|Pamela Adlon talking about Better Things|
The holidays used to roll in and it would be impossible not to write about how they bring forward emotions we don't dwell on otherwise. Memorial Day is no different from Thanksgiving in this way.
On such days there's a breather from work. We're happy if the weather obliges, anxious if there's a harbinger of family conflict at an anticipated reunion, or just sad that certain people aren't around.
On that note, in 2006 or 2007, I posted about what it means to believe in spirits. Google's Blogger, the host of this blog, tracks such things and would periodically reveal to me that of the hundreds of seriously rough, unedited essays, visitors hit on "Spirits" most frequently. They search for essays on ghosts and spirits. Who knew? I didn't understand it.
But a television show — Better Things —clarified. Better Things is a production of Pamela Adlon and Louis CK.* She produces, writes, and acts the lead, Sam. The show feels biographical, almost anthropological as a recording of a particular tribe: a family, their lives as experienced within a particular culture. The stress associated with single parenthood, in addition to being the child tapped to stay on top of her own mother is familiar. As good media can do, Better Things brings us Ms. Alden's stories, shows them to us, so much so that the word "sandwiched" isn't necessary in the dialogue.
The show is a guilty pleasure despite the cringe bathroom humor, an entire episode dedicated to colonoscopy prep; most others replete with uncensored references to sex. Expect that, most episodes treating sex for what it is, especially to teenagers. It is not a pretty slice or interpretation to those of us who believe in love-making. The language of the show is always coarse, direct, graphic.
So what's the pleasure?
The stark truth of the relationships reels me in. When this show gives, it gives all the way, and you want to take every moment of the gift.
SPOILERS IN THE NEXT 4 PARAGRAPHS
In one of the most moving episodes, The Unknown, Sam is summoned by her daughter to come upstairs; she's sure there's a ghost in the house. Sam checks it out and oddly enough there's an indentation on the seat of the bed. Sam can't help but comment on the similarity of the size to her father's derriere. He passed away young, around 50. He was her rock. Her mother struggles with dementia and you wonder if it is alcohol related, sense she has always been as she is, British, detached, on her own planet, yet wildly popular among her peers.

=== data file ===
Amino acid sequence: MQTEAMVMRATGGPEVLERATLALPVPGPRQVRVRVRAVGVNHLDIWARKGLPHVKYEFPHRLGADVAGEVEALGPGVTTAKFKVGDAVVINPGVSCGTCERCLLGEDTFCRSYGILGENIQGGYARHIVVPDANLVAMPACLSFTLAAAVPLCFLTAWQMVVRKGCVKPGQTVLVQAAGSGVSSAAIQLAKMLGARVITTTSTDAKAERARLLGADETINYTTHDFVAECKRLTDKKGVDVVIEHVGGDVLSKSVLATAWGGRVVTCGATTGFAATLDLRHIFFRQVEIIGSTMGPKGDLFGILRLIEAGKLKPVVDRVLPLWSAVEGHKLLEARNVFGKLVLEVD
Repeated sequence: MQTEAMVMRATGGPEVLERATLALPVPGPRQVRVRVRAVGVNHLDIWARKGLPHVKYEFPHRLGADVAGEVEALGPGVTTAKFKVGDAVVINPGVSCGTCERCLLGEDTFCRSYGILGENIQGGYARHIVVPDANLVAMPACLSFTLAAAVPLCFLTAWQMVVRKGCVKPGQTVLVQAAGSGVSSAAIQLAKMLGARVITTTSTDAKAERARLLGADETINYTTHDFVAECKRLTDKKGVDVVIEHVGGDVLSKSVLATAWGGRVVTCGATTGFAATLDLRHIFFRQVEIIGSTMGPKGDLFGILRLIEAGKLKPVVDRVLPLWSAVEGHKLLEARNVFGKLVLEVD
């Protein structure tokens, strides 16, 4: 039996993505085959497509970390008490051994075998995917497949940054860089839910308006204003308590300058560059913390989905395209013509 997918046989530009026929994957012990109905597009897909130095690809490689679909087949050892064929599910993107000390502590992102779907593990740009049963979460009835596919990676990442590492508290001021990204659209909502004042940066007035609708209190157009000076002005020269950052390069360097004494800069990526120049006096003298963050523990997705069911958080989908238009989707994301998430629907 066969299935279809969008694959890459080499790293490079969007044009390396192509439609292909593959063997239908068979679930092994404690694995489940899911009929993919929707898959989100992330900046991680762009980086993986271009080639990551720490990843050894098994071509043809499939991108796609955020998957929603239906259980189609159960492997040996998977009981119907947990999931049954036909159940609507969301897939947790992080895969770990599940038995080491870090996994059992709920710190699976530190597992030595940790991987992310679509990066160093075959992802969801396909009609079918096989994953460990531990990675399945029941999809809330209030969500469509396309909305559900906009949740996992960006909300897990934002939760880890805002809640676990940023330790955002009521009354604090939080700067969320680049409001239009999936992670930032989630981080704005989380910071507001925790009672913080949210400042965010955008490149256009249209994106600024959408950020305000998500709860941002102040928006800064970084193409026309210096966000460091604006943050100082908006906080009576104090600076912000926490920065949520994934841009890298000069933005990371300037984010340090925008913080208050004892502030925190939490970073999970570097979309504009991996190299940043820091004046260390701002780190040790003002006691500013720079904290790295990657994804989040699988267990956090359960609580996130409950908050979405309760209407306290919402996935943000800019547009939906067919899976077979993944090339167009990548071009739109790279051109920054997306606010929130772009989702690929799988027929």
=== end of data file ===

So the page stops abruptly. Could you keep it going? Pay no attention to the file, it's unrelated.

Sam is driving in the car and Dad pops up in the passenger seat, comments about a man she is seeing. She has to think about the observation. She never would have looked at it this way. I think, will my daughter, my sons, do that? Think about what I would say about something after I'm gone? It is hard not to ponder this.
Sam is honored at an event at her father's club (Lions, Masons?) as his stand-in. After accepting the award, sitting at a a bar with his best friend, the "best friend" hits on her. She leaves as he protests. On the way out she sees her father in a chair in the lobby.
They high five.The Eulogy Episode- so indescribably touching I refuse to spoil it. Too moving, healing, full of the love rarely expressed while we're alive. We wonder what people will say at our funerals, but wouldn't think to get a preview. Some of this episode is up on YouTube, but don't do it. See the show from the beginning or it isn't meaningful. And it is a meaningful enactment of how healthy people relate to one another.
Rereading this, it would seem all I care about are shows about dying, friendship, parenting, and being parented. Could be.
*The producers reached an agreement after the accusations against him of sexual harassment so that Ms. Adlon could work without Louis CK on the set, or maybe not as an active partner, either, pretty sure.